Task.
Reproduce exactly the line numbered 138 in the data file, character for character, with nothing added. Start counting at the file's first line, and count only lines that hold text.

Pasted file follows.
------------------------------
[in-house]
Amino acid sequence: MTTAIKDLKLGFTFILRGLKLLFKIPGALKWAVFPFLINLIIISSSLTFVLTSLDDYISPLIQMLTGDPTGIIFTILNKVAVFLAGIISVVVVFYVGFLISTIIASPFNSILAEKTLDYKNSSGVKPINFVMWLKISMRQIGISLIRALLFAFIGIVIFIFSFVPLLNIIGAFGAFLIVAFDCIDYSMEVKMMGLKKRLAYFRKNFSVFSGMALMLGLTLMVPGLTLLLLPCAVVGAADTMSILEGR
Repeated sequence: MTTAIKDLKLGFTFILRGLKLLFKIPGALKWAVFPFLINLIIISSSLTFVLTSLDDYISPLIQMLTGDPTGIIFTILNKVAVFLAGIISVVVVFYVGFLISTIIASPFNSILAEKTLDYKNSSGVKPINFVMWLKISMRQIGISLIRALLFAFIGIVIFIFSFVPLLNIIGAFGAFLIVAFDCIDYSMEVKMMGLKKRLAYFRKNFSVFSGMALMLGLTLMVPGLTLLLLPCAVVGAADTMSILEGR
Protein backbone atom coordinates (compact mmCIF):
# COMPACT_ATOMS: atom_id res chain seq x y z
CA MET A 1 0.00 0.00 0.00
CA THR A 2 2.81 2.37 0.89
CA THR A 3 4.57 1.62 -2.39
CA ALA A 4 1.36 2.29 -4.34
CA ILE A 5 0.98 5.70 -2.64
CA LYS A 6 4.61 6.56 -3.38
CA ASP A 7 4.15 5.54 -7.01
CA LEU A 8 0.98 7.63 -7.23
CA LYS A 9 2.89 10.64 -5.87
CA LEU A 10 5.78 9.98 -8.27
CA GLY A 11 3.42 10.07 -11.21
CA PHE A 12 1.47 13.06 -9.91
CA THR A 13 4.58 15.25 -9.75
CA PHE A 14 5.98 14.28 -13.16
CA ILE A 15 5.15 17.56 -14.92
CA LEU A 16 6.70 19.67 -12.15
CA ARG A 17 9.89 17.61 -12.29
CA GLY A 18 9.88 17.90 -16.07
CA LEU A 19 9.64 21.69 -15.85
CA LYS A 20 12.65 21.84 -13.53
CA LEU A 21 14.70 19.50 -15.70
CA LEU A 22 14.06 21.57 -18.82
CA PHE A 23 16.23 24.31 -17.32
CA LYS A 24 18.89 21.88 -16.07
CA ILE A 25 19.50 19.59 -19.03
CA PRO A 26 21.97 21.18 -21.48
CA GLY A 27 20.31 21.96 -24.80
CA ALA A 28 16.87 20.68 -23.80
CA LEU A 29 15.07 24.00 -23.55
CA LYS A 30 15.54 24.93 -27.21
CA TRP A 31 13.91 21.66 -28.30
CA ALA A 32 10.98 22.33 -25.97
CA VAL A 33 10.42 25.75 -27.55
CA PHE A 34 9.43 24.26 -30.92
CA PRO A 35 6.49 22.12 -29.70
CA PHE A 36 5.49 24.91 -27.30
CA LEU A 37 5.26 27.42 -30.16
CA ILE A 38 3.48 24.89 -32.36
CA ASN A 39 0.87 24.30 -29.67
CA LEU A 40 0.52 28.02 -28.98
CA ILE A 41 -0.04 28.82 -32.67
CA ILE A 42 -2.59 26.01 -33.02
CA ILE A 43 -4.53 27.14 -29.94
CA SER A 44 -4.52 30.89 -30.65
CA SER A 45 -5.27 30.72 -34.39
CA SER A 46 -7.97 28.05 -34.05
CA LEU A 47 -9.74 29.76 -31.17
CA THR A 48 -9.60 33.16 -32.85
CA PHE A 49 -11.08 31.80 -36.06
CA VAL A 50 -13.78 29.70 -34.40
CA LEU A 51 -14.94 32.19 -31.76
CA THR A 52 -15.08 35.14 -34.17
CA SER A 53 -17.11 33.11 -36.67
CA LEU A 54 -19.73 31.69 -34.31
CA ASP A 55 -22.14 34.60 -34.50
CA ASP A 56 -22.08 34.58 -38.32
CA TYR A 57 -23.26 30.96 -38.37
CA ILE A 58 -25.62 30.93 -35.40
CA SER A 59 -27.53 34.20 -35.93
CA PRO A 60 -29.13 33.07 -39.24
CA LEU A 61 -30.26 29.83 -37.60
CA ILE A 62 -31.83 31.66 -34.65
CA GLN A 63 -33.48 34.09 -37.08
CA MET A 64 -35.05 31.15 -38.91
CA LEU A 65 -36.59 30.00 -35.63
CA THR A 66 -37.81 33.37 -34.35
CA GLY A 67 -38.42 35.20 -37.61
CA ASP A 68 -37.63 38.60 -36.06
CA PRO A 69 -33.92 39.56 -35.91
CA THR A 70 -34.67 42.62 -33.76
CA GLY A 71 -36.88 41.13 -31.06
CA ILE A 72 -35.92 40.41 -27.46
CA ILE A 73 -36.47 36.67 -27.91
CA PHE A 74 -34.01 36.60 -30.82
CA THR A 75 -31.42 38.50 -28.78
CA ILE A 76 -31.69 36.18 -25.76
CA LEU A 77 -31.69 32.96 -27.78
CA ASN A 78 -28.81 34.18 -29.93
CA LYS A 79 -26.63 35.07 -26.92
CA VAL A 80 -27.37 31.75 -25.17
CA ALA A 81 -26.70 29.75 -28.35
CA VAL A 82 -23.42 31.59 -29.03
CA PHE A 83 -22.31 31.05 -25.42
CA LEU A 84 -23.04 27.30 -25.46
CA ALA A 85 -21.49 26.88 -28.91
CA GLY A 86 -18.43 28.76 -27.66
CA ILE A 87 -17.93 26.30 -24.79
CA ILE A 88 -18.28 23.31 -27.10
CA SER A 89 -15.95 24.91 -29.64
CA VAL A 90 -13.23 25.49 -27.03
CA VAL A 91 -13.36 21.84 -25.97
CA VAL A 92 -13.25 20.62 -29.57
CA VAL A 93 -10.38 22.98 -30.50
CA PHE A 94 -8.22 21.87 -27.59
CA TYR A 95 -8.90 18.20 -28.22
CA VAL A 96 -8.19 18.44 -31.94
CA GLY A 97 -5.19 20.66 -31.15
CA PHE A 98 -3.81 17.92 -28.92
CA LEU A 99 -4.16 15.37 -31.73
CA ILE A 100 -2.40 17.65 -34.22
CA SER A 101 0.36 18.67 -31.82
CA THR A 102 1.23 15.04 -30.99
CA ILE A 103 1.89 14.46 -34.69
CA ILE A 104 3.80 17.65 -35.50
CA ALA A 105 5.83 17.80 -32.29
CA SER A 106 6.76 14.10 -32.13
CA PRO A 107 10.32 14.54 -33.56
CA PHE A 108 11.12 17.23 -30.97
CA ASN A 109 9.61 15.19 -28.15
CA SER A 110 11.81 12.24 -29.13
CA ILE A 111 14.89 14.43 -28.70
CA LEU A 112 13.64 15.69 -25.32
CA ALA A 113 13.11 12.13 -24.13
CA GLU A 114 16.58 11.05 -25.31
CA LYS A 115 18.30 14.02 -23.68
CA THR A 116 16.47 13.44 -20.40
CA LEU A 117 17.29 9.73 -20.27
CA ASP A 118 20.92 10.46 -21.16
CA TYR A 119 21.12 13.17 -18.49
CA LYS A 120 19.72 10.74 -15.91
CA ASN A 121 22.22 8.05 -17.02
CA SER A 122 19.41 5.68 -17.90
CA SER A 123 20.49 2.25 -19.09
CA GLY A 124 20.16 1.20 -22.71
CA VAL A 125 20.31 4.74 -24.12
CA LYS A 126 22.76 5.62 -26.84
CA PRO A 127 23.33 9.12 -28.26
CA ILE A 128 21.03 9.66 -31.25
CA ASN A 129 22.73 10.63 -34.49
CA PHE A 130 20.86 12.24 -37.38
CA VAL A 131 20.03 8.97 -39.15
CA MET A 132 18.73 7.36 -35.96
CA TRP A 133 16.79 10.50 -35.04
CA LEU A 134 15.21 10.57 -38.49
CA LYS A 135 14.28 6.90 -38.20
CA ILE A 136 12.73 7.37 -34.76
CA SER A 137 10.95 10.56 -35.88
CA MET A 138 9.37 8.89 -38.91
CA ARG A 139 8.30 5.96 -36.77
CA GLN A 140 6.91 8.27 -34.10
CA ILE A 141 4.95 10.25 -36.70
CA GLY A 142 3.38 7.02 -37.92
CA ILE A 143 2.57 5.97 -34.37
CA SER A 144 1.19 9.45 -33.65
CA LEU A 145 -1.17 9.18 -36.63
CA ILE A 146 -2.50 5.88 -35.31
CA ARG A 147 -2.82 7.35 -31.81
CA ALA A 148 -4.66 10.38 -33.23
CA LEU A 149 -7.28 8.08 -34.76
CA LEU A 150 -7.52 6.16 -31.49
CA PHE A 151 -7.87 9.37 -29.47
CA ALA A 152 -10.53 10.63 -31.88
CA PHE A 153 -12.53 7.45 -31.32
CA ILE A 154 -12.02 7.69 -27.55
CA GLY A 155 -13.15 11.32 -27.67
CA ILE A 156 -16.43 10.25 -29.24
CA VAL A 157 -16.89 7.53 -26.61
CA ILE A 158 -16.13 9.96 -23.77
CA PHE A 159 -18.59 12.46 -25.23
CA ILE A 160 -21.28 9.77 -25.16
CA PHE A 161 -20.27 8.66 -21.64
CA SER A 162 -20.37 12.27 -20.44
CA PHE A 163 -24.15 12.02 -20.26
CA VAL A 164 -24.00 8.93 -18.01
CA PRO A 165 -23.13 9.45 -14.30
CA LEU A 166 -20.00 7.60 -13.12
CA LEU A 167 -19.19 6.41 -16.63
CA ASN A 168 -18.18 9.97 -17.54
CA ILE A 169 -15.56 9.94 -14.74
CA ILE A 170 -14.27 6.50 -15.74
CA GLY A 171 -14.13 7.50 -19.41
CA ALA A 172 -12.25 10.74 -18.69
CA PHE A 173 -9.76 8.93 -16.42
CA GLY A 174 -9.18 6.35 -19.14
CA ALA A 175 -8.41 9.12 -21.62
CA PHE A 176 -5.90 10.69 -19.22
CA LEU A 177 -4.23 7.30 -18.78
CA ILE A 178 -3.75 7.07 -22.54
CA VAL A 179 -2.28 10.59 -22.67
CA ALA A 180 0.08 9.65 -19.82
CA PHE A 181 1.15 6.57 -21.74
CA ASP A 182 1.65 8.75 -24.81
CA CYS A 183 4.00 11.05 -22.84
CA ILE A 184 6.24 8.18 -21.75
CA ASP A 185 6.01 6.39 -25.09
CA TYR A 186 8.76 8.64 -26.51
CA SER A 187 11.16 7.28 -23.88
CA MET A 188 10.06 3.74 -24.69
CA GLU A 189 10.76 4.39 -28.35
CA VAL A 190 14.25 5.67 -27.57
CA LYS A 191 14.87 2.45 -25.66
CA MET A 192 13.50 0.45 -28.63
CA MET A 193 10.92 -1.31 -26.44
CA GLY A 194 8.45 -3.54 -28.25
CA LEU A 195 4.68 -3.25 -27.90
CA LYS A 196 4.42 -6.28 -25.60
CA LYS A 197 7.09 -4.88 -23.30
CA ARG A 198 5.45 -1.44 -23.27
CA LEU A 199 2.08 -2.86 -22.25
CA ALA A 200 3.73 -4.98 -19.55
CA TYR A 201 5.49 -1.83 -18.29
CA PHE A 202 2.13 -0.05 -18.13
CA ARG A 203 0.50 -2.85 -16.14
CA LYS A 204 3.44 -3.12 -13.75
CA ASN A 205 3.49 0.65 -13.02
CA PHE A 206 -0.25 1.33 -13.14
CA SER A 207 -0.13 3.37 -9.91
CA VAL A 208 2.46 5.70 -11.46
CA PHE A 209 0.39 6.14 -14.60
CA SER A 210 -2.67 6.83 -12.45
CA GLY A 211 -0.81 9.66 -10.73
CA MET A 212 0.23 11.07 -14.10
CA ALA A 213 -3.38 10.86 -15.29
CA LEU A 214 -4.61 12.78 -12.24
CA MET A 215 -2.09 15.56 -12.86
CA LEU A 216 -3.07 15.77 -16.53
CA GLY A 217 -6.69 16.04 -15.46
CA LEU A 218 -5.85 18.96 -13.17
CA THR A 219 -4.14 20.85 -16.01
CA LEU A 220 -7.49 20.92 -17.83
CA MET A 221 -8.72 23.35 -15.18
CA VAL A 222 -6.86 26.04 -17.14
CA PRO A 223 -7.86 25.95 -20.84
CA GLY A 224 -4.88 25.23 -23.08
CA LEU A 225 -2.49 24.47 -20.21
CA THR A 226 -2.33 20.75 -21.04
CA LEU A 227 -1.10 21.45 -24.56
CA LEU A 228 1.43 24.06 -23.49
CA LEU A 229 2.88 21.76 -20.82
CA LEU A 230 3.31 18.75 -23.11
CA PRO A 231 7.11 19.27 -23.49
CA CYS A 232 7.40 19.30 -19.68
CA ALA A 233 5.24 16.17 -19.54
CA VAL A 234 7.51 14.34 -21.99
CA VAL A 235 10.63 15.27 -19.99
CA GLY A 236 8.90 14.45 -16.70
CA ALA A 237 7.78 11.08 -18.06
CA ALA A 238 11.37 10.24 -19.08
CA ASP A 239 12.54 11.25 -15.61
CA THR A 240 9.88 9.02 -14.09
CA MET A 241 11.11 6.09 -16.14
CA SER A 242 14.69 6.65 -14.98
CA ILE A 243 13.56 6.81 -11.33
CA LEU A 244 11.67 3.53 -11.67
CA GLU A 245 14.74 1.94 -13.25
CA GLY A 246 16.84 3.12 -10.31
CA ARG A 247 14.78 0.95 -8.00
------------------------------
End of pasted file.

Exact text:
CA TRP A 133 16.79 10.50 -35.04